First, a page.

Wednesday, October 31, 2012

Halloween: The Reawwy Scawwy Dwagon (or not)

I picture Momblogs all over the world hissing and cracking with febrile Hallowe'en posts. This is a kids' holiday like no other, and the obligations are substantial:

1. Costume for preschool costume party (simple and washable)
1.a. Class treats for same
2. Costume for trick-or-treating (preferably a weather-responsive update to preschool costume)
3. Decision about trick-or-treating: downtown or local Treat Street?
3.a. Travel for same
4. Selection and purchase of pumpkin
4.a. Decision about same: grocery store or pumpkin patch?
4.b. Travel for same
5. Carving of said pumpkin

Even Hanukkah is easier:  hit Walgreen's for 8 days' worth of little gifts, pick up a package of odd-sized candles, and yer done.  Shalom.

But Hallowe'en is a lot of parental work, and I am sometimes tempted to declare the whole holiday Satanic and just forbid the kids to participate, like my parents did. (As a parent myself, I now wonder if that was a totally religious decision, or did they just perhaps get the tiniest bit tired of dealing with the whole shebang?)

But, that rant ranted, I enjoy the ramp-up to Hallowe'en, and I particularly enjoy making the costume. My parents made our costumes before Hallowe'en went Satanic, and I remember with great joy the painting of cardboard boxes for a robot, stretching fabric over chicken wire for an ice cream cone, and selecting princess dresses for the obvious. He'en also is highly tolerant of Mommy's dress-up fixation.  So, when it came time to start dressing my child for Hallowe'en, I was On It.

The first year, she was a tiny buffalo complete with a faux-fur hood and hump, felt hooves, and little felt horns. The next year,  I made a frog costume with a yellow felt tummy and glitter-glue spots. (That year, we hastily trick-or-treated in an unfamiliar town due to a surgery in the family and the costume didn't really get good air time).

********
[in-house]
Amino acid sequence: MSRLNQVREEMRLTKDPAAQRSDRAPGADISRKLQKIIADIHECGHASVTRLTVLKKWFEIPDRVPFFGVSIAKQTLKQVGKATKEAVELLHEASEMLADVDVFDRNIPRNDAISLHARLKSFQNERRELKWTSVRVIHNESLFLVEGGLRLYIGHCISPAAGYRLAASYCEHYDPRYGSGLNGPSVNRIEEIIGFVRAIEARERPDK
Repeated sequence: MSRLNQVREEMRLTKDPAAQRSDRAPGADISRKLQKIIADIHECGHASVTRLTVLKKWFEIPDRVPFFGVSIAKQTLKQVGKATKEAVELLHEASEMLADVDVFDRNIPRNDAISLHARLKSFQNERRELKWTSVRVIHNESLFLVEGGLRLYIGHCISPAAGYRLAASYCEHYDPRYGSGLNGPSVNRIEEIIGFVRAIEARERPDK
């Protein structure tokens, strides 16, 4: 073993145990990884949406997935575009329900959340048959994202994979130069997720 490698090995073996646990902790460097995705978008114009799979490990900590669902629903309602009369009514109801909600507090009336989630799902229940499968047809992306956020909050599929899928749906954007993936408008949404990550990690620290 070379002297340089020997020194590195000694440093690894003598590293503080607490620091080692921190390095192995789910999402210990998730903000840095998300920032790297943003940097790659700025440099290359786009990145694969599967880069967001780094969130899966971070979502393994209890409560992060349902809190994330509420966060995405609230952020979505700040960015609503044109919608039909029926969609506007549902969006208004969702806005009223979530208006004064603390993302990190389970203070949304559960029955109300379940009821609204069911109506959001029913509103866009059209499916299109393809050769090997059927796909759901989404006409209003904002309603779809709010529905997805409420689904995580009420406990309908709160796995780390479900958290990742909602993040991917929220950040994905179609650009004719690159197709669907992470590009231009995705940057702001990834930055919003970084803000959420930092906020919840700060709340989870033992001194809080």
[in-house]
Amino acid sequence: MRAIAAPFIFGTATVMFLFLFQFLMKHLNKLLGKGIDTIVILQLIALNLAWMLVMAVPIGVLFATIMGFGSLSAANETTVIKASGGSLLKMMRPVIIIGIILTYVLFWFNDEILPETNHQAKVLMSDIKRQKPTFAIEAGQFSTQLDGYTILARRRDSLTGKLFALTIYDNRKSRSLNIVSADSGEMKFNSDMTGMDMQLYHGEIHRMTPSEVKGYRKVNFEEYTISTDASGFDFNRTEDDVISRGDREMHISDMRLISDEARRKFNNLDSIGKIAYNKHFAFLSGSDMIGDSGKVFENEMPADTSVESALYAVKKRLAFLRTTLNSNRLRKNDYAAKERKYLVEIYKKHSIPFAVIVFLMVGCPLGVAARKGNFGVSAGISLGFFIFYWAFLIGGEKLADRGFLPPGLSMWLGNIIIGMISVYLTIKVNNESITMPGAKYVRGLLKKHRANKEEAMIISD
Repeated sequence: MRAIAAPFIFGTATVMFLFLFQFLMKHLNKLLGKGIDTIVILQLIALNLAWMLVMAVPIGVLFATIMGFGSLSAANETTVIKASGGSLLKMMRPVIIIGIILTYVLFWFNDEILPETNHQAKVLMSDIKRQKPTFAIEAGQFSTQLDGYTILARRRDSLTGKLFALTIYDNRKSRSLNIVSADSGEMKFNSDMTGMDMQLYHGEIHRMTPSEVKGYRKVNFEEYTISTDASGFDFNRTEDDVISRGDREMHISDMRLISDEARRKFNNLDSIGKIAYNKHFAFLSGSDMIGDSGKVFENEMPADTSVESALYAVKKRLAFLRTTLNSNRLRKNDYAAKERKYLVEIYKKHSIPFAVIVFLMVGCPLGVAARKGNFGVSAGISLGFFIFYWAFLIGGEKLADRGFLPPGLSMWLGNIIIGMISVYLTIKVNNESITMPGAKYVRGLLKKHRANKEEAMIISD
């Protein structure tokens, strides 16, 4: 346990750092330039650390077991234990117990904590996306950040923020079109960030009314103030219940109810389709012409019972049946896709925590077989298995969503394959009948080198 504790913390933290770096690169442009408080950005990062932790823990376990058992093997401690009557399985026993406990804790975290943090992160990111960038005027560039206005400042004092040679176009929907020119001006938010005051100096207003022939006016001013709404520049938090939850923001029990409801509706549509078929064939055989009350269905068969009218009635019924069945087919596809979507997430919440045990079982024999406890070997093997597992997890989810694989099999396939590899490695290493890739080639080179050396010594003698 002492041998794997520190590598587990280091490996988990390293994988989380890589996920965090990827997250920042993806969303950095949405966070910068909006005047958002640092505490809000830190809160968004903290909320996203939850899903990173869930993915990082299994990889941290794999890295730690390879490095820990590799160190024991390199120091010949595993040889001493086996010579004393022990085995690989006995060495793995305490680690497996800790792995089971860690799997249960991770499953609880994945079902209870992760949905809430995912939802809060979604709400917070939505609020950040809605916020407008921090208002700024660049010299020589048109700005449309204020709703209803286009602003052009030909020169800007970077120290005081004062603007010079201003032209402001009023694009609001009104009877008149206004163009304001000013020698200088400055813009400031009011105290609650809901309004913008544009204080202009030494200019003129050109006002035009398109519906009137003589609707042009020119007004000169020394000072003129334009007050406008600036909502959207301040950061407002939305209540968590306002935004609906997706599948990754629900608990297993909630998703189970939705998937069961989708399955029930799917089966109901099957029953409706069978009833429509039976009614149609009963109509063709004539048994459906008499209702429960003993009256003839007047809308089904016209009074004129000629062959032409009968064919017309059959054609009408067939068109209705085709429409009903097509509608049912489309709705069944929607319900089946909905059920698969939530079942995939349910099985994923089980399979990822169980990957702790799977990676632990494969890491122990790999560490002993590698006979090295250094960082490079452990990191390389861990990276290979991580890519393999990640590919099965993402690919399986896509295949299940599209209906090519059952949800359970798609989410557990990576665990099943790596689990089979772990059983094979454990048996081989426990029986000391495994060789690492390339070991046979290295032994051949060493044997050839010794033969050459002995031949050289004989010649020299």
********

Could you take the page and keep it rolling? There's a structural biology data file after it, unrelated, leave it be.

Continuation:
Last year, she expressed preference for a Pink Cat costume. I found a pair of plus-size pink fuzzy leopard print pajamas (I know, right?!) and sewed a tunic out of them. Added black tights and eyeliner whiskers:  win-win. She helped a little and has joyfully worn the Pink Cat for dress-up all year.

This year, we flirted with Princess, briefly discussed a couple others, and then He'en announced "Oh! I KNOW, Mom! I want to be a . . . Reawwwy . . . scawwy . . . DWAGON! Wif' gween eyes! Yike Maweficen'!" Yes, of course, like Maleficent. I should have known.

I launched the project with great enthusiasm, recycling the barely-used Frog costume by sewing a little silver lame quilted dragon belly. There was much painting of foam and fitting of wings. The horns were duly affixed to the mask.

All was in order. A very happy He'en trotted off to yesterday's preschool party, flapping her wings and roaring all the way.  She came home apparently delighted with both the costume and the whole experience.  I started to think about adult dragon costumes for DH and me, which I'd vowed were Just Too Much this year and which in the last 24 hours have become the subject of crippling momguilt.

This morning, however, He'en announced her decision to trick-or-treat as the Pink Cat again this year. "I wan'," she reflected, "to safe da scawwy dwagon for somefing REAWWY spessul."

I wonder what that "something really special" would be, if not the event of her escaping a motherly strangulation on Hallowe'en morning?

But it's not worth a throw-down because Hallowe'en is for happy. And, in all honesty, it's a lot easier to whip up some adult cat costumes than some adult dragon costumes by 4:00 p.m. today. 

So we looked up some cat makeup over breakfast, and that wandered us over to YouTube for some songs from Cats, and we had some fun while she ate her egg and apple. It was a serendipitously great morning. 

I will therefore conclude that Hallowe'en is not Satanic, per se, but it can be sneakily devilish.

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